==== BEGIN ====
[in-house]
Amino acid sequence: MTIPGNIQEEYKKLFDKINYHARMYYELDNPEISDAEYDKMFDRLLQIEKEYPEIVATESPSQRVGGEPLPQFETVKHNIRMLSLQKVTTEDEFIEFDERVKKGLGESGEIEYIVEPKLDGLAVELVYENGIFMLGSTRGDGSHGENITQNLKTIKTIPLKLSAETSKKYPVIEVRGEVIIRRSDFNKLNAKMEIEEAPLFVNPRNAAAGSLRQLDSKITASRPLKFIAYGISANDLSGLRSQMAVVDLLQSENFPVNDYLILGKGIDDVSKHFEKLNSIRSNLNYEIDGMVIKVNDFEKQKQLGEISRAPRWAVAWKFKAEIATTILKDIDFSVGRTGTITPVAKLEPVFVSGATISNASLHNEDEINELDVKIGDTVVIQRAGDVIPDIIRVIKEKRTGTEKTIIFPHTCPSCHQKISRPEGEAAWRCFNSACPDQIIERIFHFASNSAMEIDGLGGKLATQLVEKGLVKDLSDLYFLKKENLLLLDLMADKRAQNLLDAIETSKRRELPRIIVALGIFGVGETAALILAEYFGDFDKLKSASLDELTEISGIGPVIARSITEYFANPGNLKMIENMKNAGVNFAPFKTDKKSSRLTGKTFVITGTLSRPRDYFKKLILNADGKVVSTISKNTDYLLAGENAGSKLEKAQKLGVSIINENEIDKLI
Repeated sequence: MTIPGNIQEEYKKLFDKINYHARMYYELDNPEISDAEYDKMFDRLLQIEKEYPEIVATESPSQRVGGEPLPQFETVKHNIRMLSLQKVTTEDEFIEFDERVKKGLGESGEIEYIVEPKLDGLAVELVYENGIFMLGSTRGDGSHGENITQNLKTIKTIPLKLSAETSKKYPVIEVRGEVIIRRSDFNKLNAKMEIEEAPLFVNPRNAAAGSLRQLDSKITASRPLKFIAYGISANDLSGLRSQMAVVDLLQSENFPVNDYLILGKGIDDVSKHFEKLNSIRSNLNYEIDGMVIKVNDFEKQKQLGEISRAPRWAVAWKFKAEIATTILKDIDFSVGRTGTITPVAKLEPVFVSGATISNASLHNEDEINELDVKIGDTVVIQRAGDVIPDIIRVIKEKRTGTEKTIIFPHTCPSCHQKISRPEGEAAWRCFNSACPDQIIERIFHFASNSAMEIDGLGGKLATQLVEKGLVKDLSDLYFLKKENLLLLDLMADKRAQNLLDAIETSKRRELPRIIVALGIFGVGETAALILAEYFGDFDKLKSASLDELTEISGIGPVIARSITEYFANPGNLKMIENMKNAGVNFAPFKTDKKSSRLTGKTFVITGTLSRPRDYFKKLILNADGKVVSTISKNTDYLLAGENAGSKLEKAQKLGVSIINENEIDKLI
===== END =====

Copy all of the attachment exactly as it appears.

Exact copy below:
[in-house]
Amino acid sequence: MTIPGNIQEEYKKLFDKINYHARMYYELDNPEISDAEYDKMFDRLLQIEKEYPEIVATESPSQRVGGEPLPQFETVKHNIRMLSLQKVTTEDEFIEFDERVKKGLGESGEIEYIVEPKLDGLAVELVYENGIFMLGSTRGDGSHGENITQNLKTIKTIPLKLSAETSKKYPVIEVRGEVIIRRSDFNKLNAKMEIEEAPLFVNPRNAAAGSLRQLDSKITASRPLKFIAYGISANDLSGLRSQMAVVDLLQSENFPVNDYLILGKGIDDVSKHFEKLNSIRSNLNYEIDGMVIKVNDFEKQKQLGEISRAPRWAVAWKFKAEIATTILKDIDFSVGRTGTITPVAKLEPVFVSGATISNASLHNEDEINELDVKIGDTVVIQRAGDVIPDIIRVIKEKRTGTEKTIIFPHTCPSCHQKISRPEGEAAWRCFNSACPDQIIERIFHFASNSAMEIDGLGGKLATQLVEKGLVKDLSDLYFLKKENLLLLDLMADKRAQNLLDAIETSKRRELPRIIVALGIFGVGETAALILAEYFGDFDKLKSASLDELTEISGIGPVIARSITEYFANPGNLKMIENMKNAGVNFAPFKTDKKSSRLTGKTFVITGTLSRPRDYFKKLILNADGKVVSTISKNTDYLLAGENAGSKLEKAQKLGVSIINENEIDKLI
Repeated sequence: MTIPGNIQEEYKKLFDKINYHARMYYELDNPEISDAEYDKMFDRLLQIEKEYPEIVATESPSQRVGGEPLPQFETVKHNIRMLSLQKVTTEDEFIEFDERVKKGLGESGEIEYIVEPKLDGLAVELVYENGIFMLGSTRGDGSHGENITQNLKTIKTIPLKLSAETSKKYPVIEVRGEVIIRRSDFNKLNAKMEIEEAPLFVNPRNAAAGSLRQLDSKITASRPLKFIAYGISANDLSGLRSQMAVVDLLQSENFPVNDYLILGKGIDDVSKHFEKLNSIRSNLNYEIDGMVIKVNDFEKQKQLGEISRAPRWAVAWKFKAEIATTILKDIDFSVGRTGTITPVAKLEPVFVSGATISNASLHNEDEINELDVKIGDTVVIQRAGDVIPDIIRVIKEKRTGTEKTIIFPHTCPSCHQKISRPEGEAAWRCFNSACPDQIIERIFHFASNSAMEIDGLGGKLATQLVEKGLVKDLSDLYFLKKENLLLLDLMADKRAQNLLDAIETSKRRELPRIIVALGIFGVGETAALILAEYFGDFDKLKSASLDELTEISGIGPVIARSITEYFANPGNLKMIENMKNAGVNFAPFKTDKKSSRLTGKTFVITGTLSRPRDYFKKLILNADGKVVSTISKNTDYLLAGENAGSKLEKAQKLGVSIINENEIDKLI